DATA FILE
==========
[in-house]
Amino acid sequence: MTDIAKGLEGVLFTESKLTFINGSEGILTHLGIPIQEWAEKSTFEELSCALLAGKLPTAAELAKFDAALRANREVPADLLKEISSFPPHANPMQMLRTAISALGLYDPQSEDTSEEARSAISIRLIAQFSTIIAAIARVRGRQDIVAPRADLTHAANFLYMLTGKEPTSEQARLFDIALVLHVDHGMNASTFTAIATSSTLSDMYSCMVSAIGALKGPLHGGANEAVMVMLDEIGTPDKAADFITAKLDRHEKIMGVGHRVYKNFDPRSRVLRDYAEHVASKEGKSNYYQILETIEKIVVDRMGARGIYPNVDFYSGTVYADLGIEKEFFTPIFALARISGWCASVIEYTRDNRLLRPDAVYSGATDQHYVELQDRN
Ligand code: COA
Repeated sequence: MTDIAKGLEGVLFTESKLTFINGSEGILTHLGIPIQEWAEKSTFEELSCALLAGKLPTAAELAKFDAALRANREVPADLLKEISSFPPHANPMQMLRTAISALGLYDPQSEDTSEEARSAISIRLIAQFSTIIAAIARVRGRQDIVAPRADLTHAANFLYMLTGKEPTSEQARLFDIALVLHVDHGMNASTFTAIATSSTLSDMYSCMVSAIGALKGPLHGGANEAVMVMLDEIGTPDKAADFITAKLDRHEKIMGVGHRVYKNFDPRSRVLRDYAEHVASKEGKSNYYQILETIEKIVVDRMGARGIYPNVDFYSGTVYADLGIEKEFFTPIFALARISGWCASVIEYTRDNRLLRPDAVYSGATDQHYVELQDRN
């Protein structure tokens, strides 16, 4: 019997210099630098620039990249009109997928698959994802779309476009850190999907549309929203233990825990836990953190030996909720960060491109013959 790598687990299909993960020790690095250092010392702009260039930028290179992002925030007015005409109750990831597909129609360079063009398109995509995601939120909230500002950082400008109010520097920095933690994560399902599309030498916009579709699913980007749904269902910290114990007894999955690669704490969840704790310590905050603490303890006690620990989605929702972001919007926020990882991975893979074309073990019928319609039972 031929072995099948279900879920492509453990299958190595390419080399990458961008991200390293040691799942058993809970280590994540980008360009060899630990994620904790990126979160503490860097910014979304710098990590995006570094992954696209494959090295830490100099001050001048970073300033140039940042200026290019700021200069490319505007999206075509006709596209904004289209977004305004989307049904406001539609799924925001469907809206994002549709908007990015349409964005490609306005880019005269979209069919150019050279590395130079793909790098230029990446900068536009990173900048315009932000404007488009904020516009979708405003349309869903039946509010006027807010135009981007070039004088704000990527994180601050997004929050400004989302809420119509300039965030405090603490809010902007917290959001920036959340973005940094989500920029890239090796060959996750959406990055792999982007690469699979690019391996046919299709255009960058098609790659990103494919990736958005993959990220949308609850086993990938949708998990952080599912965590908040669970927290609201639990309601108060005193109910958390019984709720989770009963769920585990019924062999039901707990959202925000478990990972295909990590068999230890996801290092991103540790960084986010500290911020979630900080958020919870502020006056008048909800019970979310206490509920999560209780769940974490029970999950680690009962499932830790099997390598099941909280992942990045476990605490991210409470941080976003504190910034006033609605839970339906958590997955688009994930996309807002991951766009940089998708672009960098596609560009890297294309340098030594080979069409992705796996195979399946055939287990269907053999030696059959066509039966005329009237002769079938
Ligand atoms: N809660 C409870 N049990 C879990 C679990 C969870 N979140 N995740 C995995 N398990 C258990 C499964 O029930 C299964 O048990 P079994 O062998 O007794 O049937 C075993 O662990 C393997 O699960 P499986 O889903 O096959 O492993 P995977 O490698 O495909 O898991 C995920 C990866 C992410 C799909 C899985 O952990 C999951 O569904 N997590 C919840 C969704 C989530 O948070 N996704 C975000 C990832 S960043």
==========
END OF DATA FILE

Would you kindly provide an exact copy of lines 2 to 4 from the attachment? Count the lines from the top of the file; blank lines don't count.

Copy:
Amino acid sequence: MTDIAKGLEGVLFTESKLTFINGSEGILTHLGIPIQEWAEKSTFEELSCALLAGKLPTAAELAKFDAALRANREVPADLLKEISSFPPHANPMQMLRTAISALGLYDPQSEDTSEEARSAISIRLIAQFSTIIAAIARVRGRQDIVAPRADLTHAANFLYMLTGKEPTSEQARLFDIALVLHVDHGMNASTFTAIATSSTLSDMYSCMVSAIGALKGPLHGGANEAVMVMLDEIGTPDKAADFITAKLDRHEKIMGVGHRVYKNFDPRSRVLRDYAEHVASKEGKSNYYQILETIEKIVVDRMGARGIYPNVDFYSGTVYADLGIEKEFFTPIFALARISGWCASVIEYTRDNRLLRPDAVYSGATDQHYVELQDRN
Ligand code: COA
Repeated sequence: MTDIAKGLEGVLFTESKLTFINGSEGILTHLGIPIQEWAEKSTFEELSCALLAGKLPTAAELAKFDAALRANREVPADLLKEISSFPPHANPMQMLRTAISALGLYDPQSEDTSEEARSAISIRLIAQFSTIIAAIARVRGRQDIVAPRADLTHAANFLYMLTGKEPTSEQARLFDIALVLHVDHGMNASTFTAIATSSTLSDMYSCMVSAIGALKGPLHGGANEAVMVMLDEIGTPDKAADFITAKLDRHEKIMGVGHRVYKNFDPRSRVLRDYAEHVASKEGKSNYYQILETIEKIVVDRMGARGIYPNVDFYSGTVYADLGIEKEFFTPIFALARISGWCASVIEYTRDNRLLRPDAVYSGATDQHYVELQDRN